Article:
Last October hundreds of Flagstaff fifth-graders gazed into the dark night sky at distant stars with their self-built “Galileoscopes.” Seven months later in May, many of those same students peered through jewelers’ loupes to study, up close, what they soon learned was the inside skeleton of a prickly pear cactus. Several of the 10-year-olds told Barbara Hickman, superintendent of the Flagstaff United School District, that it looked like the same lens was used in both programs.
“They pulled together these disparate elements to make the leap,” she says. “They understood the connection with optics.”
On May 23, nearly 600 students in 20 Flagstaff classrooms had the chance to make this and other connections with the help of about 60 Graduate Research Fellows (GRFs) from Arizona State University, the University of Arizona and Northern Arizona University. These fellows, backed by Science Foundation Arizona (SFAz), described their research projects to elementary and middle-school students as part of this year’s SFAz Grand Challenge Summit. The title and goal of this third summit: “Educate. Translate. Communicate.”
This teaching experience “was my favorite part of the conference,” notes Tyler Norton, a GRF from ASU. “I always look forward to an opportunity to work with children and try to give some insight into what I do as a researcher. I think I enjoy it because I know how much I would have liked to have that experience as a young student.”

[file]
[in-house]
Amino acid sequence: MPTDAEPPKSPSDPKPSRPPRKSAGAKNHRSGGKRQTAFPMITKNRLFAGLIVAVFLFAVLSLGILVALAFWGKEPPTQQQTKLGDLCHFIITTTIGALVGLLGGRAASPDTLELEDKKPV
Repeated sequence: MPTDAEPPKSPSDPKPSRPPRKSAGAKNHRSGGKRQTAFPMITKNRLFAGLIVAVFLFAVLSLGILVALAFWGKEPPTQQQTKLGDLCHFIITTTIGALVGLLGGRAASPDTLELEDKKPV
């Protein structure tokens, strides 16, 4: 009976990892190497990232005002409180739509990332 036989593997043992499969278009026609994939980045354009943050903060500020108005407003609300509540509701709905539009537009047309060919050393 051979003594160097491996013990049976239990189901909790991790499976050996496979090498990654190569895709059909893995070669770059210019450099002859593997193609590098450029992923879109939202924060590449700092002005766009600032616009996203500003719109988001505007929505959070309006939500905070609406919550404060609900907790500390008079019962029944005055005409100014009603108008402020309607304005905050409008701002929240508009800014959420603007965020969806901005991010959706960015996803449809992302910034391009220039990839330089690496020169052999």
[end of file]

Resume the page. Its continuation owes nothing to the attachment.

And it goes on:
But Norton and the other GRFs did something more. They used the exercise of analyzing a mysterious object with a magnifying lens to show and explore how scientists think. They asked them to come up with analogies to explain what they were seeing. One student said that the skeletal structure reminded him of the weaving in a quilt. Another saw interconnecting highways. A third envisioned blood vessels.
“We tried to give them the message that scientists think in the same way that they do, just in finer detail,” explained Norton, whose research involves high-temperature gas separation with membranes. “Everyone’s research can be explained to a fifth grader as long as you break it down.”
This was just the kind of experience that superintendent Barbara Hickman believes can help educate and inspire students in a world with increasingly complex problems. “How do we do better than teaching to the test?” she asks. “How do we encourage innovation? How do we encourage creativity rather than kill it?
“A program like this is important in all of our schools,” Hickman adds. “It’s good to talk through why you are interested in things. Part of the beauty of science and math is to think about unanswered questions.”
Hickman also has taken advantage of an SFAz grant to incorporate optics and astronomy into the curriculum with student field trips to the Challenger Space Center in Peoria. This is part of her ongoing effort to more fully integrate education in STEM (science, technology, engineering and math) throughout the district’s schools. “There is strong community interest in Flagstaff for supporting STEM education,” she says.
For Norton, who looks forward to teaching again next year, he was excited by the possibility that his efforts with one class of fifth-graders made a difference. “Hopefully it will provide a spark for a few students. As these kids enter middle school, maybe their interest in science and math could change because they see that people can and do use it in the real world to solve real problems.”